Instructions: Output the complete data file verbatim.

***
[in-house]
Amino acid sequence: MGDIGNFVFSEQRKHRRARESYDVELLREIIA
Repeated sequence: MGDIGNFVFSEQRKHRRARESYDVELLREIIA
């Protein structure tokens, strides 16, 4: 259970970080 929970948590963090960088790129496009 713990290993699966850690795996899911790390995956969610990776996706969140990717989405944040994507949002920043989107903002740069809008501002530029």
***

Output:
[in-house]
Amino acid sequence: MGDIGNFVFSEQRKHRRARESYDVELLREIIA
Repeated sequence: MGDIGNFVFSEQRKHRRARESYDVELLREIIA
């Protein structure tokens, strides 16, 4: 259970970080 929970948590963090960088790129496009 713990290993699966850690795996899911790390995956969610990776996706969140990717989405944040994507949002920043989107903002740069809008501002530029």